Bob Dylan performing during his Rolling Thunder Revue tour on December 21975. Picture: GETTY IMAGES
Bob Dylan performing during his Rolling Thunder Revue tour on December 21975. Picture: GETTY IMAGES

It’s a mouthful of a title but if, as a Dylan acolyte, that’s not going to get you to click on Netflix’s latest offering, nothing will.

After the success of the conventionally biographical but enviably precious archive-filled illuminations of Martin Scorsese’s seminal 2005 documentary No Direction Home, the director and his subject pair up again for what is a distinctly different but perhaps even more important film about the 20th century’s most elusive and mythological mystical living pop-culture figure.

Fourteen years after No Direction Home with a Pulitzer and a Nobel Prize for Literature on his mantelpiece, Bob Dylan, the self-made guitar-playing Jewish boy from the Midwest whose career was built on a singular mix of self-invention and deep absorption in the mythology and songbook of the US troubadour tradition, is at age 78 even less inclined to stop constructing and deconstructing the stories he has told about himself and which so many have told about him.

Scorsese, who first turned his camera on Dylan in 1978 for The Last Waltz, a documentary about the singer’s legendary backing outfit and genius Americana musicians in their own right, The Band, has always been fascinated by Dylan and his many transformations over the years — a series of orchestrated reinventions that have seen the singer spit in the face of assumptions about what kind of music he should play and who he should be in spite of the adoration of millions of fans across the world.

It was during one of these transformations that the then 34-year-old Dylan undertook his Rolling Thunder Revue tour in 1975. After the crossover to electric instruments that had prompted spittle-filled hatred from his original folk base and cries of “Judas” in the mid-1960s and, following a near fatal motorcycle accident in 1966, Dylan had only recently returned to the public arena after his soundtrack work on (and cameo in) Sam Peckinpah’s Pat Garrett and Billy the Kid in 1973 and his release of The Basement Tapes with The Band in 1975.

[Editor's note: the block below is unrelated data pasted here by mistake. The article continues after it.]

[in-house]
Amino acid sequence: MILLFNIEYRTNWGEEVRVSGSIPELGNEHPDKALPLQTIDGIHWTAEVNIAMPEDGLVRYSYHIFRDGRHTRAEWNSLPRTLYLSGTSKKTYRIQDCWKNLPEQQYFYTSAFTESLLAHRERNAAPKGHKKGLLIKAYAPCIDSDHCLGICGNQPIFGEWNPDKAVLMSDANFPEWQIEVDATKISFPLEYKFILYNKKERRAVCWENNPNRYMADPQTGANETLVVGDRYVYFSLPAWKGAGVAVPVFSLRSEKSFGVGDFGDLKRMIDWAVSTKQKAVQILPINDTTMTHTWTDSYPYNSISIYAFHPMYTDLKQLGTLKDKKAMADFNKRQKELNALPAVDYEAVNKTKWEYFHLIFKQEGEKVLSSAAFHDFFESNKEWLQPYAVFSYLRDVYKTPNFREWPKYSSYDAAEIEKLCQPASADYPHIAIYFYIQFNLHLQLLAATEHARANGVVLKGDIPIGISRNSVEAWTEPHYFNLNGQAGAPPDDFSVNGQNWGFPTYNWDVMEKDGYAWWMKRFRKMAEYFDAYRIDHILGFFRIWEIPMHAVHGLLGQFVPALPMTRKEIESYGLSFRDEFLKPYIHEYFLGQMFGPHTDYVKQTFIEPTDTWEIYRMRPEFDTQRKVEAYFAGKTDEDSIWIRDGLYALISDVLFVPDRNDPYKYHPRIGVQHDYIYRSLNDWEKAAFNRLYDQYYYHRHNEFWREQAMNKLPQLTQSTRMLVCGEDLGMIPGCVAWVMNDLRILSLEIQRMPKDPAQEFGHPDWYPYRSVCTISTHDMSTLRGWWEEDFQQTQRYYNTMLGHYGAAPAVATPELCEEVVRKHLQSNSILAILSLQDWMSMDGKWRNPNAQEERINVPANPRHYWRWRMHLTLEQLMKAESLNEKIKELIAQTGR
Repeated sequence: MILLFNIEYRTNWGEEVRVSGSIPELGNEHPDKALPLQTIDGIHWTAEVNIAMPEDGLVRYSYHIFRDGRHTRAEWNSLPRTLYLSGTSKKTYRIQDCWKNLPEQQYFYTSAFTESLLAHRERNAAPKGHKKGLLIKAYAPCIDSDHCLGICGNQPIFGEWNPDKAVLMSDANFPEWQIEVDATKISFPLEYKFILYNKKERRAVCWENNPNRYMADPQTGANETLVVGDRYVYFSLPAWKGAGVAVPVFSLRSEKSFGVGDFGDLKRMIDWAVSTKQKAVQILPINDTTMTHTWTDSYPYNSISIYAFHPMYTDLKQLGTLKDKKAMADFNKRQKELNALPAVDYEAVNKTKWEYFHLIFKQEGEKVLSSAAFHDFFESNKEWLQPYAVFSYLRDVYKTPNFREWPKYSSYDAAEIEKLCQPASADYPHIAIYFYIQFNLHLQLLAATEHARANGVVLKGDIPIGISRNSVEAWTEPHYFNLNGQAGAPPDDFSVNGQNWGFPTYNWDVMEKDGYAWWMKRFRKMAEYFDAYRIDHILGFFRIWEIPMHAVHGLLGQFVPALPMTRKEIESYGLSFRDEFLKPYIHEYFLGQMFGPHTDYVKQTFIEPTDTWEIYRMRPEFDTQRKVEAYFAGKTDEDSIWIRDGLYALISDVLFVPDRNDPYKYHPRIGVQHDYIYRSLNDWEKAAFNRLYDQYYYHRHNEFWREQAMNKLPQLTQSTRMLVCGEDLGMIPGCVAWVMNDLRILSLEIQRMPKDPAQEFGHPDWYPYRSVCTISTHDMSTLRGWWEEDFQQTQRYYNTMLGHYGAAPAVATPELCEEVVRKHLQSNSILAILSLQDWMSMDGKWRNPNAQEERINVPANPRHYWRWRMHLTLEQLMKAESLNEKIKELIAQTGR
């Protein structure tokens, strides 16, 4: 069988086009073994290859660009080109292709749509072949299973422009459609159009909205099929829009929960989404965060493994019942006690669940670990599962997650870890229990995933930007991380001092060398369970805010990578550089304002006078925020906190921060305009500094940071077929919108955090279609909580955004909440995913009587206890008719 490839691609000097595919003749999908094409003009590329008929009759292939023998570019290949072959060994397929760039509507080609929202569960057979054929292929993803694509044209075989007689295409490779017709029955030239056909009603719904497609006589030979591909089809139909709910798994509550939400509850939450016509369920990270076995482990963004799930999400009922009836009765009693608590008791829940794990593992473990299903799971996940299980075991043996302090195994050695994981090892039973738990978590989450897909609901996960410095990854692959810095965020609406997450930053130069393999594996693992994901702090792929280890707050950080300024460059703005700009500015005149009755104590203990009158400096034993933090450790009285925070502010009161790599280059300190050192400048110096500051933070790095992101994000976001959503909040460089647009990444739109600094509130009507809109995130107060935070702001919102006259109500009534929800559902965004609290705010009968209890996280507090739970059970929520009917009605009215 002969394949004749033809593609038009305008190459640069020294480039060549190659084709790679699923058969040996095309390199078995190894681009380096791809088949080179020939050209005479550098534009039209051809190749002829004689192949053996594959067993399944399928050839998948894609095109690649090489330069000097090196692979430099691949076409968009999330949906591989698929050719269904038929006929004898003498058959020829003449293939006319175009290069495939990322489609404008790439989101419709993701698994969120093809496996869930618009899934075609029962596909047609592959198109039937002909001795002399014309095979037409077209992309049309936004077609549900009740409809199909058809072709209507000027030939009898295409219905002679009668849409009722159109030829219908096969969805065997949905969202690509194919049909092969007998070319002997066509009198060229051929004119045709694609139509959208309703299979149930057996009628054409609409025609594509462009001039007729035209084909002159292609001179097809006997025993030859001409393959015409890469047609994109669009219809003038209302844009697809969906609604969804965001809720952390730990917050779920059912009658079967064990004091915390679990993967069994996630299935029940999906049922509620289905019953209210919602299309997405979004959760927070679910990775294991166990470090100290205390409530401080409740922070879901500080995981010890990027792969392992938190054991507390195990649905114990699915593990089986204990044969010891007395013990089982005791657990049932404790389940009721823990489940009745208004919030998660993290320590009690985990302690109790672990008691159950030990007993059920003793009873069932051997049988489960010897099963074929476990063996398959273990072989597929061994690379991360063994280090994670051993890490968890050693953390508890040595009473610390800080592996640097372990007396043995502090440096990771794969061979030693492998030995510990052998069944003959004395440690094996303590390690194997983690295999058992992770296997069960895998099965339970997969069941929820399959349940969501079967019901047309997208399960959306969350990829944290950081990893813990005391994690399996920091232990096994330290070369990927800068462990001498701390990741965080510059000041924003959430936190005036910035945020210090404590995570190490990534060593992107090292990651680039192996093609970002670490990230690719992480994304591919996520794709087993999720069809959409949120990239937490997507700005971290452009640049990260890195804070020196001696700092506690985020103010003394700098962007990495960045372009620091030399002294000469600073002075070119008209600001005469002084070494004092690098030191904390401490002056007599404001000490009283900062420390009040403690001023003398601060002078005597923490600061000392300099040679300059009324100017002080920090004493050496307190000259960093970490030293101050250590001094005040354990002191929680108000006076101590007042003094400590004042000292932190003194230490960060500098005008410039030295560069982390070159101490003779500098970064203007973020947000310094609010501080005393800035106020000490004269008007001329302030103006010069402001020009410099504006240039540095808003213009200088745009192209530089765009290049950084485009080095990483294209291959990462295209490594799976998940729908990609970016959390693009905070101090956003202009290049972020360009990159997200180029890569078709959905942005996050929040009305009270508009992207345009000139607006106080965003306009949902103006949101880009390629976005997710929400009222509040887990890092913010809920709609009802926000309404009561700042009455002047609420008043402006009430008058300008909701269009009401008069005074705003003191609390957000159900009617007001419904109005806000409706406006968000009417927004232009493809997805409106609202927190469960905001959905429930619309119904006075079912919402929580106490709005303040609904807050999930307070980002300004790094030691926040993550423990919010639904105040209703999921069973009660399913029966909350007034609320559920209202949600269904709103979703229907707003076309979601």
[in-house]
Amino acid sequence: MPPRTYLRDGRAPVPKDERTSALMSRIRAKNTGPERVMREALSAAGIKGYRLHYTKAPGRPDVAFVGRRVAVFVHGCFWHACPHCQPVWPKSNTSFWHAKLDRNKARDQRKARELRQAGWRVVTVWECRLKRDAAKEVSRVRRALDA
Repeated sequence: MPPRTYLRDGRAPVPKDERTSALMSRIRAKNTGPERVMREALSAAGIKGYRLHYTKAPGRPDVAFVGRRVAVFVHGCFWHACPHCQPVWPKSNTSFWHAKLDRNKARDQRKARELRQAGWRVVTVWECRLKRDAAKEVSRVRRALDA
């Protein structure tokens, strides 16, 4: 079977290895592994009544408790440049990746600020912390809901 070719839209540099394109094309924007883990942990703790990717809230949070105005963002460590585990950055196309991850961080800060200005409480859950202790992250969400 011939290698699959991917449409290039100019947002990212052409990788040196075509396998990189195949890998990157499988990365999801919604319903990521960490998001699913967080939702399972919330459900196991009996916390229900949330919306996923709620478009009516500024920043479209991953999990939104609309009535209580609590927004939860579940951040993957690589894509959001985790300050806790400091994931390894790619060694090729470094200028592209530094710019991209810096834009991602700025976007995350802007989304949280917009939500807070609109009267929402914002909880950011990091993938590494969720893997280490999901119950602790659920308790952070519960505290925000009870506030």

For his next trick, the voice of his generation assembled a motley crew of star instrumentalists and performers, including Patti Smith, the Birds’ Roger McGuinn, David Bowie’s glam rock pioneering partner in crime Mick Ronson and the long-time Dylan praise singer and beat legend Allen Ginsberg, put them on a bus (which Dylan often drove) and embarked on a tour of small venues across the US to predominantly promote the new material that would become the 1976 masterpiece Desire.

Along the way, the revue, constructed as a kind of post-Nixon/Watergate/Vietnam reimagining of an old-time Wild West era carnival show, would pick up other luminaries of the scene, including Dylan’s old flame Joan Baez and new holder of the folk torch Joni Mitchell.

The whole wild, crazy spectacle was Dylan’s somewhat mild but uncharacteristically debauched version of the kind of thing ’70s audiences would expect from the over-the-top antics of megabands such as The Rolling Stones and Led Zeppelin and, because he was in the throes of a breakup with his wife Sara, the star took advantage of the situation.

Using archive filmed by two film crews during the tour for the film that was released in 1978 as Renaldo and Clara, Scorsese subtly presents what, for those who don’t know, may just seem a straight document of the events, but which to those who know will offer several sly, fictional takes on the madness that remind us that as he demonstrated in his 2004 pseudo-autobiography Chronicles, Bob Dylan is firmly in control of his own legend.

There’s a fictional filmmaker who Dylan claims to have hated and a not-very-likely tall tale about a young Sharon Stone being cajoled backstage as a teen but there are also the live performances and real-life appearances which remind us that most of this is true and that Dylan on stage, whether covered in white-face with a slightly manic wide-eyed look on his face or simply taking up a taunt to perform one of his classic folk hits, was still an undeniable force of musical nature to be reckoned with.

If you need any evidence, simply watch him deliver a fast-paced, urgent version of Isis, the greatest troubadour storytelling song of his career, which appears on Desire. Scorsese, whose own career has walked alongside the period of mid-’70s to present-day Dylan, knows very well what is going on, even if the uninitiated audience may not. Together, he and his self-mythologising co-conspirator have shown that old men can teach everyone new tricks while still giving us all a profoundly significant insight into mythmaking and self-expression in an age when uncertainty is the new normal and history is ever more urgently repeating itself.

• Rolling Thunder Revue: A Bob Dylan Story by Martin Scorsese is available on Netflix.